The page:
A recent study [69] , on Piper umbellatum L. (Piperaceae), a shrub found in the Amazon, Savannah and Atlantic Forest region of Brazil was carried out. Extracts of this plant are frequently used in folk medicine in many countries primarily for the treatment of gastric disorders. These authors evaluated the gastroprotective and anti-ulcer effects of an hydro-ethanolic extract of P. umbellatum (HEPu) leaves in experimental rodents. HEPu extract demonstrated potent gastroprotection against acute ulcer induced by acidified ethanol and excellent healing effect of the chronic ulcer induced by acetic acid. The gastroprotective activity in acidified ethanol is partly attributed to the antioxidant mechanisms, while anti-secretory, anti-inflammatory and regeneration of the gastric mucosa are evoked as part of its antiulcer mechanism of action. The gastric ulcer healing of HEPu involves restoration of the altered cytokines levels to near normal. It has no in vitro anti-H. pylori activity. These results showed that HEPu possesses preventive and curative effects in experimental models of gastric ulcers in animals. These effects are partially dependent on antioxidant, anti-secretory, anti-inflammatory and mucosa regeneration. It is independent of anti-H. pylori activity, with substances probably responsible for the pharmacological activity being flavonoids, quercetin, and rutin. These results support the popular use of P. umbellatum leaves in the treatment of peptic ulcers. The combined use of different extracts could be useful to counteract different symptoms of H. pylori infection.

3.4. Pomegranate Extracts

Pomegranate tree (Pome granatum) is originally from Occidental Asia and Mediterranean Europe with an extent history of use in traditional medicine. Leaves, flowers, fruits and seeds of this plant have been used to ameliorate diseases. There are several reports indicating that various extracts and their purified fractions have antibacterial activity against Gram positive and Gram negative [80] [81] [82] including methicillin-resistant Staphylococcus aureus [83] [84] , multidrug-resistant Salmonella typhi [85] and against food-borne pathogens and spoilage bacteria displaying antidiarrheal and tanicidal activities. Also, a recent review reported anti-inflammatory, antioxidant and anticancer effects [86] .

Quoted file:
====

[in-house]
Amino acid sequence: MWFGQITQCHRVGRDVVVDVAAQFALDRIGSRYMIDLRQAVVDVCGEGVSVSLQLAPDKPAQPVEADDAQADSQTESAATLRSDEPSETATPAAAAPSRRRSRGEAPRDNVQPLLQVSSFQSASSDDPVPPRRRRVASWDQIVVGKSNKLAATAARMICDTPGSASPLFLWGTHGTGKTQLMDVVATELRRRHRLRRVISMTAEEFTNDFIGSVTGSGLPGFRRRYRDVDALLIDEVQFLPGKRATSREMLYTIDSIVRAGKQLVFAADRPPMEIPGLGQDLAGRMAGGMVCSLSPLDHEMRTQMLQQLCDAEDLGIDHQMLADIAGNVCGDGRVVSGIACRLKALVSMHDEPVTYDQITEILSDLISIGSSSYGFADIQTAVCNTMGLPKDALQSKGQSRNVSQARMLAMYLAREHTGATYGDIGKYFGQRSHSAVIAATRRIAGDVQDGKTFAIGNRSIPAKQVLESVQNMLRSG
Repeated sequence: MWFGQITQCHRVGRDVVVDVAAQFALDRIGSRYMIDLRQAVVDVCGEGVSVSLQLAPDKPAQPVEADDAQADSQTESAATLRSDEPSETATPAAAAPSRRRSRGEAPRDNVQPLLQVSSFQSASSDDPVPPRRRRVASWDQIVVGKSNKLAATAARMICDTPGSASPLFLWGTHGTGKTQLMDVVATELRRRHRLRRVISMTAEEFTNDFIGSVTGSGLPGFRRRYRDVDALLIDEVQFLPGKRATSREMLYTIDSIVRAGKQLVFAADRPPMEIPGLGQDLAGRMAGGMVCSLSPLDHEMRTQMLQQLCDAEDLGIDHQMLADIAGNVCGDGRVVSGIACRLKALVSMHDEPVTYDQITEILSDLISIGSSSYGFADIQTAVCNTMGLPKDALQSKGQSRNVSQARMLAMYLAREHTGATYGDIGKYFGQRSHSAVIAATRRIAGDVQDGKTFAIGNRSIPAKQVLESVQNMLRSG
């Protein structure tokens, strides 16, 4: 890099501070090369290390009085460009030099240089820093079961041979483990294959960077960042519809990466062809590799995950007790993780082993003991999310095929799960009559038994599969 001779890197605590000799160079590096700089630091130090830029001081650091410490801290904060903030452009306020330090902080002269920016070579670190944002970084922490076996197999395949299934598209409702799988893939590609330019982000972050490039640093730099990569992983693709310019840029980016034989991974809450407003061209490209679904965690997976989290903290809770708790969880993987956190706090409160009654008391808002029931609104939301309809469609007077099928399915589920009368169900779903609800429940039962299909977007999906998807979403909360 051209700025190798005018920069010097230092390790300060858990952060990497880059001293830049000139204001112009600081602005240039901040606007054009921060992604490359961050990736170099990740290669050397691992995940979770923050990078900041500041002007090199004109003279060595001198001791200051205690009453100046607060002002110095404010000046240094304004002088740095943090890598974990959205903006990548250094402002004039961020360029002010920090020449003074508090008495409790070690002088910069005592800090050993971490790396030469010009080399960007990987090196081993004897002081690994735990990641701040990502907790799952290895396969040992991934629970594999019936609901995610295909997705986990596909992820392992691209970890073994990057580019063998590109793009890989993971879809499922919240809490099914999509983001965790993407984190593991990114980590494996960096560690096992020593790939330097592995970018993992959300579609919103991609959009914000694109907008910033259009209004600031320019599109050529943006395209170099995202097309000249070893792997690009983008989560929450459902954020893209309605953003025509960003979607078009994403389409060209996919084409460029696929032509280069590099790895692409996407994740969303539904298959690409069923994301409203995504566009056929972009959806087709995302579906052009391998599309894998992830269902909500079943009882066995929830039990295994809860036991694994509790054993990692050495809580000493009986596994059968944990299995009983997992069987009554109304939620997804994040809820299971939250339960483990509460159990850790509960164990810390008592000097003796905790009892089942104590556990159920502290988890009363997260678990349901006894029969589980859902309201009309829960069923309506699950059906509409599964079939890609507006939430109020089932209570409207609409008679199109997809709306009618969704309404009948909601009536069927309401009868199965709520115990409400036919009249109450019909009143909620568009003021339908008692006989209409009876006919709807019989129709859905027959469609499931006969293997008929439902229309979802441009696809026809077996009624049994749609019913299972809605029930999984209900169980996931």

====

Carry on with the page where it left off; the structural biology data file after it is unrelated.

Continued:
The only human trials examining the antibacterial properties of pomegranate extracts have focused on oral bacteria [87] [88] [89] [90] . However, several in vitro assays demonstrated its bactericidal activity against several highly pathogenic and sometimes antibiotic-resistant microorganisms. Brazilian researchers evaluated the synergistic effect of a P. granatum methanolic extract with five antibiotics on 30 clinical isolates of methicillin-resistant Staphylococcus aureus (MRSA) and methicillin-sensitive S. aureus [84] . The antibiotics tested were chloramphenicol, gentamicin, ampicillin, tetracycline, and oxacillin. Although synergistic activity between the pomegranate extract and all five antibiotics was noted in the S. aureus isolates, synergy with ampicillin was most pronounced. A combination of the two increased the lag time to bacterial growth by three hours (over that ampicillin alone) and was also bactericidal as evidenced by a 72.5-percent reduction in methicillin-sensitive organisms and a 99.9-percent reduction in MRSA. Based on earlier research [91] and the results of the above studies, ellagitannin and punicalagin are thought to be the primary constituents responsible for the observed antibacterial effects. Ellagitannins, ellagic acid, and punicalagin have been described as its antimicrobial bioactive compounds among others [86] .